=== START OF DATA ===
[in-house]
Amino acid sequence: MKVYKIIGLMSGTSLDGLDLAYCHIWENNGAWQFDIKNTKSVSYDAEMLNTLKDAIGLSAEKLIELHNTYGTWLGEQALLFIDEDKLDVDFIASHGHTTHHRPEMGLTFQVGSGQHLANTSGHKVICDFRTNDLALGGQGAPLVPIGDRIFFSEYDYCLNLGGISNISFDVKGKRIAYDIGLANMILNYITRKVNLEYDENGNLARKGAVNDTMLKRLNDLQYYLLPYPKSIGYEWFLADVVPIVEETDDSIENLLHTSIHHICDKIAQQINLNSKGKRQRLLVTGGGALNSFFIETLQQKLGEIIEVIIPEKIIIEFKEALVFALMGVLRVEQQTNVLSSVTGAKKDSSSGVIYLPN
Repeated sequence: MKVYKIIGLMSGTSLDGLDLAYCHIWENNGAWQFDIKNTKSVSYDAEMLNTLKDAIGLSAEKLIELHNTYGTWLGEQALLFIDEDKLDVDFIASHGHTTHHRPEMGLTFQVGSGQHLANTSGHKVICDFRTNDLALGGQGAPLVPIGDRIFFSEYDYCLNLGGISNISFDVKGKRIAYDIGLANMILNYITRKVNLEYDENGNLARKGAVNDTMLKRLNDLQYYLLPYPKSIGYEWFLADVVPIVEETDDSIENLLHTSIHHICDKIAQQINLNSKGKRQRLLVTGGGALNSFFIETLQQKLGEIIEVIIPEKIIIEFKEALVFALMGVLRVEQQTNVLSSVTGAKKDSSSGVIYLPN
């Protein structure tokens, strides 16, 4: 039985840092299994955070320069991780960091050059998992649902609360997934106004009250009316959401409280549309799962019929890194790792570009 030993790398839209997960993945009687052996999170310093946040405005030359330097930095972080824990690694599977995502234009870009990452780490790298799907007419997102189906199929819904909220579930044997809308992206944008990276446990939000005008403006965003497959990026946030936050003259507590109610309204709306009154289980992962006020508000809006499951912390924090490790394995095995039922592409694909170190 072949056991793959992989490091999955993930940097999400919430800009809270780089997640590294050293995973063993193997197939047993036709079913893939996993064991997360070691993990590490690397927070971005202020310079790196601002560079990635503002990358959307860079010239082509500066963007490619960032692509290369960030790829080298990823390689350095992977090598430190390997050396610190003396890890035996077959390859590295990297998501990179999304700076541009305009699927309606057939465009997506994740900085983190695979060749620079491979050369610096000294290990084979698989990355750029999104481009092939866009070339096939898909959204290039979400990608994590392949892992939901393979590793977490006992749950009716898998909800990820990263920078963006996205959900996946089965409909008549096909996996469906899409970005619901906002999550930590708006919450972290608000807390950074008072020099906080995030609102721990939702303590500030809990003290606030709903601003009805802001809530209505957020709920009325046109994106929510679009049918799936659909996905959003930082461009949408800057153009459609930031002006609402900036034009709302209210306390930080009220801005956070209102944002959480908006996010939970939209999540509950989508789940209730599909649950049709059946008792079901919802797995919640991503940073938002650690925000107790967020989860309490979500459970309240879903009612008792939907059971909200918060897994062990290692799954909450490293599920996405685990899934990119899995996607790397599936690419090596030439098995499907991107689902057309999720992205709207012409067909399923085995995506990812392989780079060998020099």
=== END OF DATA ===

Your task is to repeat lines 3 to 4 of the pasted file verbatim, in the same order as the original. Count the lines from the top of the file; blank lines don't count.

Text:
Repeated sequence: MKVYKIIGLMSGTSLDGLDLAYCHIWENNGAWQFDIKNTKSVSYDAEMLNTLKDAIGLSAEKLIELHNTYGTWLGEQALLFIDEDKLDVDFIASHGHTTHHRPEMGLTFQVGSGQHLANTSGHKVICDFRTNDLALGGQGAPLVPIGDRIFFSEYDYCLNLGGISNISFDVKGKRIAYDIGLANMILNYITRKVNLEYDENGNLARKGAVNDTMLKRLNDLQYYLLPYPKSIGYEWFLADVVPIVEETDDSIENLLHTSIHHICDKIAQQINLNSKGKRQRLLVTGGGALNSFFIETLQQKLGEIIEVIIPEKIIIEFKEALVFALMGVLRVEQQTNVLSSVTGAKKDSSSGVIYLPN
């Protein structure tokens, strides 16, 4: 039985840092299994955070320069991780960091050059998992649902609360997934106004009250009316959401409280549309799962019929890194790792570009 030993790398839209997960993945009687052996999170310093946040405005030359330097930095972080824990690694599977995502234009870009990452780490790298799907007419997102189906199929819904909220579930044997809308992206944008990276446990939000005008403006965003497959990026946030936050003259507590109610309204709306009154289980992962006020508000809006499951912390924090490790394995095995039922592409694909170190 072949056991793959992989490091999955993930940097999400919430800009809270780089997640590294050293995973063993193997197939047993036709079913893939996993064991997360070691993990590490690397927070971005202020310079790196601002560079990635503002990358959307860079010239082509500066963007490619960032692509290369960030790829080298990823390689350095992977090598430190390997050396610190003396890890035996077959390859590295990297998501990179999304700076541009305009699927309606057939465009997506994740900085983190695979060749620079491979050369610096000294290990084979698989990355750029999104481009092939866009070339096939898909959204290039979400990608994590392949892992939901393979590793977490006992749950009716898998909800990820990263920078963006996205959900996946089965409909008549096909996996469906899409970005619901906002999550930590708006919450972290608000807390950074008072020099906080995030609102721990939702303590500030809990003290606030709903601003009805802001809530209505957020709920009325046109994106929510679009049918799936659909996905959003930082461009949408800057153009459609930031002006609402900036034009709302209210306390930080009220801005956070209102944002959480908006996010939970939209999540509950989508789940209730599909649950049709059946008792079901919802797995919640991503940073938002650690925000107790967020989860309490979500459970309240879903009612008792939907059971909200918060897994062990290692799954909450490293599920996405685990899934990119899995996607790397599936690419090596030439098995499907991107689902057309999720992205709207012409067909399923085995995506990812392989780079060998020099």